- Sit with the discomfort. Like I said above, no parent enjoys seeing their child struggle. For many of us, our first instinct is to distract, mollify, appease, or change the subject when our child is feeling hurt or angry. But this teaches them that our comfort is more important than their emotional needs, and that there is no space in your home for difficult feelings. Learn to sit with the discomfort, being present in the here and now and trusting that by providing a safe space you are giving them exactly what they need. This can be so hard at first, especially if your own feelings were not given space as a child, but it gets easier once you witness your child coming through the other side of challenging feelings without you needing to distract or redirect them.
- Tell your child explicitly how much you love them. Offer physical affection, put aside tasks to focus on them, use words to tell them “you are so loved, even when you are having a hard time, I love you the same no matter how you feel or what you do”. One of The Peaceful Home members likes to tell her son “I love and accept you exactly as you are” when he is struggling, which is a beautiful way of putting it.
- Hold your well-considered limits. Limits and boundaries are still important! In fact they are probably more important in these moments, as they provide a feeling of safety and continuity (and may provide a useful outlet for your child to rail against and express whatever it is that they need to express)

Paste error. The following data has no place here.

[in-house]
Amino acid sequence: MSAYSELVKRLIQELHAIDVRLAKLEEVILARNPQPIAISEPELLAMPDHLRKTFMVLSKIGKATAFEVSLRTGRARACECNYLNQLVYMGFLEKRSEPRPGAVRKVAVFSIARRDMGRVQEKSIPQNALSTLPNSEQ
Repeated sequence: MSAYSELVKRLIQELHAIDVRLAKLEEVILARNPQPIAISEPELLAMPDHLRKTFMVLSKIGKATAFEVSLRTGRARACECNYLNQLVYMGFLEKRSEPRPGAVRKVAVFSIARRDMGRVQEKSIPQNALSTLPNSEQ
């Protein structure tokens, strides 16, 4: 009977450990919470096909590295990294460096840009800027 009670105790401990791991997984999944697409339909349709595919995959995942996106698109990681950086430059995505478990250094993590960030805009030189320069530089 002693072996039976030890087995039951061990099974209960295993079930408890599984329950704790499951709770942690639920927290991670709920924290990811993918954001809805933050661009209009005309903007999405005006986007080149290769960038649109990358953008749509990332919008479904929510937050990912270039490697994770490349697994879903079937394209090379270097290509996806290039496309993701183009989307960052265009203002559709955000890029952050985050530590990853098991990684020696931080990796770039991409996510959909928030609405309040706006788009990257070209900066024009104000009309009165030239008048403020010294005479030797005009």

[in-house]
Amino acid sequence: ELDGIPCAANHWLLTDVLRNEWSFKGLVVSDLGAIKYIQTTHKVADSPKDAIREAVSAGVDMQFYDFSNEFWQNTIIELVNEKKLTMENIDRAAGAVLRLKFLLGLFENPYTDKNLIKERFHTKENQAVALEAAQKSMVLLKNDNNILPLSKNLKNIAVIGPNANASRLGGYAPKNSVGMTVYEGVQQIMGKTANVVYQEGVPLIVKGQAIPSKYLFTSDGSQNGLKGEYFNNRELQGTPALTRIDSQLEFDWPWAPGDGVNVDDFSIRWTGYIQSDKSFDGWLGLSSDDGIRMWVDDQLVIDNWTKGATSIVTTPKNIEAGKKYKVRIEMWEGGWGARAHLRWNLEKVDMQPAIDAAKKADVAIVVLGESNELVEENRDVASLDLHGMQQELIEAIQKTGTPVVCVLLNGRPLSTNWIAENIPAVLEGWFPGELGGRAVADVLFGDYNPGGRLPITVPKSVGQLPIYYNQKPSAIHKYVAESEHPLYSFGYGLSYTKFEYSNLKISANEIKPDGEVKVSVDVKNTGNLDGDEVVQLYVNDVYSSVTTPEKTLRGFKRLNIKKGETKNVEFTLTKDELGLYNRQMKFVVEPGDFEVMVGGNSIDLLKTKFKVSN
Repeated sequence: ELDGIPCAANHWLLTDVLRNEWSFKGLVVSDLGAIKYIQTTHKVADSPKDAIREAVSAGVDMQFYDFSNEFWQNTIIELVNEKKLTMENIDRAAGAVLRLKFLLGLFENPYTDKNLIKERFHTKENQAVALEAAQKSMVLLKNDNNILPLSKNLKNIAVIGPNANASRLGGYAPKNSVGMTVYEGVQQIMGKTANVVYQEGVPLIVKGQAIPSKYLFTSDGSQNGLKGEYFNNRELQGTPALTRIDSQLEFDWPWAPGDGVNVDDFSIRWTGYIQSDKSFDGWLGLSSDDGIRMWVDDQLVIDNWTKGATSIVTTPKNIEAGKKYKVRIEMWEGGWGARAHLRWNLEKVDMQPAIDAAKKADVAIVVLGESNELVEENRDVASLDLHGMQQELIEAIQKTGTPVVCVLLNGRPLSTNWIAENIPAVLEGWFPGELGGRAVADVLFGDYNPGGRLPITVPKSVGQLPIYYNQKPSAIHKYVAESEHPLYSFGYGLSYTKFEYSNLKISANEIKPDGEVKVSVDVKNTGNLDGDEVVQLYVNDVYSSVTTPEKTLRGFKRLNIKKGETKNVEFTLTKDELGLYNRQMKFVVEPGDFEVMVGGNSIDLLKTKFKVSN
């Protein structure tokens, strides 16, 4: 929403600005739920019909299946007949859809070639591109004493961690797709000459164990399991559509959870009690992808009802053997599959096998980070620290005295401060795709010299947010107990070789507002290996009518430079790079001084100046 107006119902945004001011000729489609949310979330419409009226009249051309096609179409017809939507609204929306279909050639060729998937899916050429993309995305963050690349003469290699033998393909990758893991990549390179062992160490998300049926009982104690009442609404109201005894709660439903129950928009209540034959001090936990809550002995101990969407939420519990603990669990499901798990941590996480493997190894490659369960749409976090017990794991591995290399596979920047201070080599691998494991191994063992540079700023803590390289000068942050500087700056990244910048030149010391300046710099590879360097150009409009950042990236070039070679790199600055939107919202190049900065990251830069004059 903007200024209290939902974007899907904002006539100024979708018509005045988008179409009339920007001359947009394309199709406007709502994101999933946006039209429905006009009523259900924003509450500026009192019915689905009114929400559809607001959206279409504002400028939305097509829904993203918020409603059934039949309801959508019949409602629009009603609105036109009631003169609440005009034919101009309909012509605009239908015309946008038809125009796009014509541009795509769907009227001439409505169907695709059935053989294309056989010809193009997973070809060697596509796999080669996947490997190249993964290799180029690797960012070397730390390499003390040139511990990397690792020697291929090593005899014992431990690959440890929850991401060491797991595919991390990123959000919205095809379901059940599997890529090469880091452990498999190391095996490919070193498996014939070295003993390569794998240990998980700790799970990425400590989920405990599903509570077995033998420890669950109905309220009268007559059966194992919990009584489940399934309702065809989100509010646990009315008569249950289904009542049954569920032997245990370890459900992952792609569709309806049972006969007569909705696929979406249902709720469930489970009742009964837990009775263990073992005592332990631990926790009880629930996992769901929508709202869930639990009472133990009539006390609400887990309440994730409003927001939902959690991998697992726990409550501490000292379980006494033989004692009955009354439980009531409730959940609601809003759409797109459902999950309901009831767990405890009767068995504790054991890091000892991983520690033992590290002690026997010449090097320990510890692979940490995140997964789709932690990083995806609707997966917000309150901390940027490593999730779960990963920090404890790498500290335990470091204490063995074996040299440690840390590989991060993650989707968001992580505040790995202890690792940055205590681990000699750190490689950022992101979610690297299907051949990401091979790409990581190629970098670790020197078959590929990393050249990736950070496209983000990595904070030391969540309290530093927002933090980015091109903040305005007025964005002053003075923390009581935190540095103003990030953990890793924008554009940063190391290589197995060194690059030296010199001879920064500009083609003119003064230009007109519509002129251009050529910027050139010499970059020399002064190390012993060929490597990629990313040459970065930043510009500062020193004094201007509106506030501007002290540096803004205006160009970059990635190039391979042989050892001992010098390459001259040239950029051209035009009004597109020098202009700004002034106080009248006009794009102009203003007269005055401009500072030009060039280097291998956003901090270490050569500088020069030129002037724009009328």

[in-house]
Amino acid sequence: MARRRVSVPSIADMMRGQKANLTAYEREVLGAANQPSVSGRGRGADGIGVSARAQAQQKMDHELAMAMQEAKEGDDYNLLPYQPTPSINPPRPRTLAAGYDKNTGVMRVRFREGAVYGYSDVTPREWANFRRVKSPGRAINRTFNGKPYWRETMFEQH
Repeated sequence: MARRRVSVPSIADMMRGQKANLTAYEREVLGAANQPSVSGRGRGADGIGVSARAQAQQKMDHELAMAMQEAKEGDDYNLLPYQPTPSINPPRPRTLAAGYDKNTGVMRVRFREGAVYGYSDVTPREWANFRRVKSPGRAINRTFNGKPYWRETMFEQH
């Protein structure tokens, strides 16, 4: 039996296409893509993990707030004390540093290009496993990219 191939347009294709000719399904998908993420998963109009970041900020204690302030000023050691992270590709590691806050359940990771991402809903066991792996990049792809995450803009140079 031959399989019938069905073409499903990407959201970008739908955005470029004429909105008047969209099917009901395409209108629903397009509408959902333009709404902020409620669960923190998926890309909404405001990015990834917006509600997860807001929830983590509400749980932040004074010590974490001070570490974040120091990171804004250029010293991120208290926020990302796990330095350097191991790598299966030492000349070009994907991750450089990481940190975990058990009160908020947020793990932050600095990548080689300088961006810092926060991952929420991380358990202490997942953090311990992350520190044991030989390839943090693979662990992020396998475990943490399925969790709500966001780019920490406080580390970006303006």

- Treat days of low mood in the same way as you would ill-health. By doing this you show your children that a “soul fever” (borrowing the words from Kim John Payne) is as real and as deserving of care as a real fever. I try and see days when my daughter is struggling with her emotions through a similar lens as I would if she were feeling physically unwell: paying her closer attention than usual, offering nourishing soothing foods and lots of liquids, cancelling plans, creating opportunities to rest (audiobooks, daytime baths, lots of cuddles on the sofa and reading), encouraging fresh-air if she feels up to it, and lessening my expectations. This also helps to put me in the mindset of a kind and empathetic carer when responding to challenging behaviour. After all, if she was sick I would expect her behaviour to change, so this should be no different.
- Take care of yourself. This doesn’t mean centring your experience when your child is struggling, but it does mean taking care of your own needs. Texting a friend or partner, taking a breather with a cup of tea, going for a walk when the kids are in bed, meditating for five minutes to clear your mind, asking for a hug: whatever you need to feel better.
Tough days can be draining for everyone, no doubt about it, but hopefully as well as feeling tired you’ll also feel a sense of deep satisfaction that you have met your child exactly where they were at with compassion and understanding, and deepened your relationship and your child’s sense of self-worth in the process.
It is hard work, but it is important work. Our children are worth it, and so are we. Together through peaceful parenting, we can change the world for the better.